top of page

#OneRouge Friday Community Check-In (Week 58, 59)

Updated: Jun 15, 2021

Since the outbreak of COVID-19 in EBR, The Walls Project has been hosting weekly video calls with leaders of nonprofits, foundations, city government, and local businesses from a

cross the parish. The intention of these weekly community check-ins is to share information and resources to help the Baton Rouge community respond and recover from the pandemic. Weekly topics range from access to basic needs such as food, medical care, and safety to thought-leaders' insights on equitable opportunities for youth enrichment, nonprofit financial solvency, surge in unemployment, and the disproportionate impact on impoverished neighborhoods in regards to accessing fresh food.


'Resident-Led Community Development'

Public Housing + Community Health - Part III

Meeting Notes Prepared by Zoë Haddad (Walls Project)

Jazzika Matthews (Director of Operations, Safe Hopeful Healthy)

  • Violence is one of the largest issues we are dealing with

  • Safe, Hopeful, Healthy strives to address violence specifically through a framework of community based public safety programming

  • One of our flagship projects is the Baton Rouge Community Street Team - folks from the community utilizing their relationships as credible messengers to interrupt violence

  • Hired nine individuals within 70802 and 70805 who will serve in two roles: High Risk Interventionists and Community Navigators

  • Interventionists are like first responders - they are on the ground right away utilizing relationships they already have and are building as HRI, offer support to families

  • Community Navigators are supports to the families of our high risk mentees, come in and offer services and infiltrate those high risk individuals’ families to create an ecosystem of support

  • School based intervention social workers are being placed within the schools of Istrouma, Glen Oaks, Scotlandville, Capitol High, and McKinnley

  • We are charging them with working outside the four walls of the schools in partnership with Our Lady of the Lake Health Care Centers and Schools

  • Must be folks from the community who know the area, the families

  • Also starting the Public Safety Round Table - bringing everyone together in one room who have an interest in public safety. Experts along with community members who can really talk about what’s going on and get answers from both sides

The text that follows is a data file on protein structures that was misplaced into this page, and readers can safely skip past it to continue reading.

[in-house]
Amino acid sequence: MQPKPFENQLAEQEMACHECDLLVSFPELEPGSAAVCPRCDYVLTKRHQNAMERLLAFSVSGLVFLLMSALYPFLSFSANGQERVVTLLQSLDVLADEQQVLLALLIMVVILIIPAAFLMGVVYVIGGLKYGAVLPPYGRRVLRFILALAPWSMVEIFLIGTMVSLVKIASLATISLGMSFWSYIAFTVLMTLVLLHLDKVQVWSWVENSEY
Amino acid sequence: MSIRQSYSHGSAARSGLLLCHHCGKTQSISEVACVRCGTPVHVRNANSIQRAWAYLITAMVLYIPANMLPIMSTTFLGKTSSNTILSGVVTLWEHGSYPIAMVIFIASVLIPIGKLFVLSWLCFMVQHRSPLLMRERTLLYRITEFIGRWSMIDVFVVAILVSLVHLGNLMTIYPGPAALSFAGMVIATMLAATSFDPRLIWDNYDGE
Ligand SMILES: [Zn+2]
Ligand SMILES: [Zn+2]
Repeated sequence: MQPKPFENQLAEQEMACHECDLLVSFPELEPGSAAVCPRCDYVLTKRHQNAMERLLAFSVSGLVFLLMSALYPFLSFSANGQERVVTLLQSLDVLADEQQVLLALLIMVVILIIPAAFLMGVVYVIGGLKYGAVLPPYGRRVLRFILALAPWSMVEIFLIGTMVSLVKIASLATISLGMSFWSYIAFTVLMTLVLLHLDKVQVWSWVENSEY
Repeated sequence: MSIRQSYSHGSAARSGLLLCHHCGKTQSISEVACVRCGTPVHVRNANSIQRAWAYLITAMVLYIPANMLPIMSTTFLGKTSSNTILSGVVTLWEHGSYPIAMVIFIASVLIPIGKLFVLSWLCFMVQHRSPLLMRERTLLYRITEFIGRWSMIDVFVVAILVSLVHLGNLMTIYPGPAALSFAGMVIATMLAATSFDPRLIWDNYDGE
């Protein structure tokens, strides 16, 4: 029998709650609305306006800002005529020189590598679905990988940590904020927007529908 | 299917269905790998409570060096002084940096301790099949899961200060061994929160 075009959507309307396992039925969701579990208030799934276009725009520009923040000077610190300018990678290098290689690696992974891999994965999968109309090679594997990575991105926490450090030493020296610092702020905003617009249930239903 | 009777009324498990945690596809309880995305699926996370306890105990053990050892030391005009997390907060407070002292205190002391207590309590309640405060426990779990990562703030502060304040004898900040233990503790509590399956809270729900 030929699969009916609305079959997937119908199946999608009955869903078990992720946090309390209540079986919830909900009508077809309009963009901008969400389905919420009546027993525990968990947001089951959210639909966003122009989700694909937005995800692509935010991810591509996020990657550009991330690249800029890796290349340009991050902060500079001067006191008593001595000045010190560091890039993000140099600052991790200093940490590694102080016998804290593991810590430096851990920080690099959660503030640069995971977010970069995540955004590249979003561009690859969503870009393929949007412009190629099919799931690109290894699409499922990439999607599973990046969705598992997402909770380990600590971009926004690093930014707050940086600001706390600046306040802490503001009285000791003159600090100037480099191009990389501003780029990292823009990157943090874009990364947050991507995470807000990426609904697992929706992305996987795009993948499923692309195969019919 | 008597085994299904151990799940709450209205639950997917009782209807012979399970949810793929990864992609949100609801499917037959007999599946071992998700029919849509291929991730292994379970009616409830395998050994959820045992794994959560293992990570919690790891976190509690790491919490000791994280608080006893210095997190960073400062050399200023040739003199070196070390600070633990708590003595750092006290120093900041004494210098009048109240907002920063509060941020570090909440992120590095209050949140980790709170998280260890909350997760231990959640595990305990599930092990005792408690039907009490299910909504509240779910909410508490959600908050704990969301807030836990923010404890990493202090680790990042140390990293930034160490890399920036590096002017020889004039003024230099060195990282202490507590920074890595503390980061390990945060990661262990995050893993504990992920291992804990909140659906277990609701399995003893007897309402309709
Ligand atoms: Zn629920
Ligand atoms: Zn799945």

• Resident Leaders is our final flagship

Marlee Pittman (Mid City Redevelopment Alliance)

  • Wanted to talk about the strategy around training residents and how that connects to housing

  • Brief history of housing: early 20th century American cities saw housing next to factories and shops, dense tenements with immigrants living in close proximity. The plague of the early 20th century changed people’s perspectives, that this was a bad way to live as plague spread among people living close together. The movement to spread people out was born out of that. All of the federal subsidizing after WWII led to the suburbs being born. Federal government owned public housing prior to this - apartment complexes with both white and black families, middle class, well kept up, didn’t have the present stigma. Abandoned those out of the belief they were unsafe - that is, white families moved out to the suburbs and spread out. It was actually illegal to integrate federal housing. There was a compromise made at the US Congress - no integration if you want federal dollars

  • All that to say, it is not an accident how Baton Rouge is - it was federal policy

  • Policy made without residents at the table giving input - our belief is that you will never have equity without those residents being a part of those conversations and decisions

  • Courtney Scott, Geno and I brainstormed what we can do to change the face of development in our city...that’s where resident-led development came out

  • How do we get resources to them, empower residents to lead that change

  • That’s where Safe, Hopeful Neighborhoods came in

  • Give residents the connections to power to help them achieve their goals

Geno McLaughlin (Build Baton Rouge)

  • About the Resident Leader Academy:

  • Serves EBR residents in low to moderate income neighborhoods expressing an interest in becoming more involved in the community

  • Resident-led is what we were thinking about in trying to design this program

  • Oftentimes things take a top-down approach but we wanted take a grassroots approach, to look at who has power, who has the opportunity to affect change - it should be the residents that live there

  • Targeted five specific neighborhoods to empower those residents to make positive developments in their own neighborhoods

  • Educate on best practices and how to utilize city parish resources and improve quality of life for the community

  • Seven sessions starting Saturday June 5 - July 31

  • Skills Covered: Leadership, Community Organizing, Building Coalitions, Marketing and Communication, Project Planning and Evaluation, Managing Project Budget & Grant Writing

  • Panel topics: City-Parish and You!, Community Development, Blight, and Housing, Community Organizing for Your Neighborhood, The History of Community Revitalization and the Color of Law, Neighborhood Strategies for Crime, Community Stabilization and Creative Placemaking

  • The goal is for these residents to be able to organize together, start Civic Associations, and have the resources to fund these organizations, to plug in to areas beyond housing like violence prevention, race and equity, healthcare, whatever it is in their neighborhoods